Solar Fuels

The dream of chemists is to make liquid fuels from only sunlight, water, and CO2. Such a reaction could solve a big share of the energy problems mankind has at the moment. The final goal is to store solar energy in chemical bonds and make it available on demand. Liquid fuels can be handled easily and one can make use of the existing, highly developed liquid fuel infrastructure. Both direct photoelectrochemical conversion of CO2 and conventional conversion of CO2 with solar H2 can be in principle ways to liquid Solar Fuels. However, direct solar conversion of CO2 is challenging since up to 8 electrons need to be transferred simultaneously to arrive at CH4. A first step in that direction is water splitting by photoelectrocatalysis to produce solar H2.

Photoelectrocatalytic reactions are inherently many-step processes including light harvesting, charge carrier production and separation, as well as reaction at a catalyst surface. Heterogeneous catalysis plays a pivotal role in these processes.

Within the rapidly growing field of Solar Fuels Catalysis research, the IMC group puts focus on the physicochemical basics and mechanistic details of photo(electro)catalytic systems and reactions.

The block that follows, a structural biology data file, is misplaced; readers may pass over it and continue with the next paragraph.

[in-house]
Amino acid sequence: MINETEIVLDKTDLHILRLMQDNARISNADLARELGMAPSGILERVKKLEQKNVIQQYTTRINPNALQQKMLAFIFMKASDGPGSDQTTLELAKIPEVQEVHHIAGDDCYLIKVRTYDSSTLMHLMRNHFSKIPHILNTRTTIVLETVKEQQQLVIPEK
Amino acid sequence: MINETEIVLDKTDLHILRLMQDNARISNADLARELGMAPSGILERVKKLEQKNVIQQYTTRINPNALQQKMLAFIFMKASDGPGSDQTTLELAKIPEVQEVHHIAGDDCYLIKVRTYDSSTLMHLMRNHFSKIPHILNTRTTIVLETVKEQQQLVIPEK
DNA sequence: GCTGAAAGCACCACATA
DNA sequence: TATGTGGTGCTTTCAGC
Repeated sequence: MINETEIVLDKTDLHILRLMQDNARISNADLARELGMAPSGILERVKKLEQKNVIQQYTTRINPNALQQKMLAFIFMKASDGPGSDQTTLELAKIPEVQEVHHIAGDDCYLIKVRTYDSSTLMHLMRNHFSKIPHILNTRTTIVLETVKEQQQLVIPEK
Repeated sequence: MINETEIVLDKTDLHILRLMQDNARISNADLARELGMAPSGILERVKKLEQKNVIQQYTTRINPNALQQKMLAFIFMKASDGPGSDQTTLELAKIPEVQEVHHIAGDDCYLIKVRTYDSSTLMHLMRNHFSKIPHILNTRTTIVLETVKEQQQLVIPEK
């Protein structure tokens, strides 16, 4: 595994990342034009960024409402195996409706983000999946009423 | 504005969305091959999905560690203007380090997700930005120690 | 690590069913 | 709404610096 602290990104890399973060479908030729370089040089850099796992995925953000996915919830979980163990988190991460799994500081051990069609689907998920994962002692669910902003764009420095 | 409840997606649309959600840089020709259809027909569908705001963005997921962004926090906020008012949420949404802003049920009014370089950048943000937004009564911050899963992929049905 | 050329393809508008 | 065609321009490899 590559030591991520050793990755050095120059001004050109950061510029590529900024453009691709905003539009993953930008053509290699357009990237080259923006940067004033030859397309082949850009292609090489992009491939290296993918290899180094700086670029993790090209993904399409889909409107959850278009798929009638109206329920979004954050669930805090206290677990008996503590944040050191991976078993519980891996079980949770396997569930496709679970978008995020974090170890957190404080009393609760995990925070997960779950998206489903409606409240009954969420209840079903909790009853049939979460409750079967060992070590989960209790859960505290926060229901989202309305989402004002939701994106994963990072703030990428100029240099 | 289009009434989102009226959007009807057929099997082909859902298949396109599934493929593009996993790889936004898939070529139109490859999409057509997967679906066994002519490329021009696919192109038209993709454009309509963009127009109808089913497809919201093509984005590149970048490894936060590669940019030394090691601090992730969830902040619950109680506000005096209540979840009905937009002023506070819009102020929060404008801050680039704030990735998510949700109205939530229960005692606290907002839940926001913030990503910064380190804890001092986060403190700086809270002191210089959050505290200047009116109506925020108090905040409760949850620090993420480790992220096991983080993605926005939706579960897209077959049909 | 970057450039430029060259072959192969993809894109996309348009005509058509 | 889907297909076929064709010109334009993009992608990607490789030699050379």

Research topics include:

  • mechanistic studies into reaction intermediates, kinetic modeling, catalytic cycles, catalyst-support interactions
  • the role interfaces between light harvester, cocatalysts, and electrolyte
  • model catalysis in a close interplay between theoretical modeling and experimentation
  • analytical method development for photoelectrocatalytic systems
  • preparation and testing of novel photocatalytic materials

We make use of different preparation methods such as chemical bath deposition, sol-gel methods, and in cooperation chemical vapour and atomic layer deposition. Analytical techniques routinely applied are photochemical reactor setups, photocurrent spectroscopy, on-line electrochemical mass spectrometry, X-ray photoelectron spectroscopy, vibrational spectroscopies, as well as synchrotron based spectroscopy and diffraction techniques.

The group is in close collaboration with the Debye Institute for Nanomaterials Science at Utrecht University within the Utrecht - Eindhoven Solar Fuels Catalysis Strategic Alliance.

Interested undergraduate and graduate students can visit the homepage of the NIOK Solar Fuels Catalysis Graduate Program, where students can follow MSc and PhD (starting 2015) education programs with focus on Solar Fuels Catalysis. The graduate program is provided by a consortium of four highly renowned institutions including Twente University, Leiden University, Utrecht University, and Eindhoven University of Technology.

IMC contact:

Prof. dr. ir. E.J.M Hensen

Dr. Jan Philipp Hofmann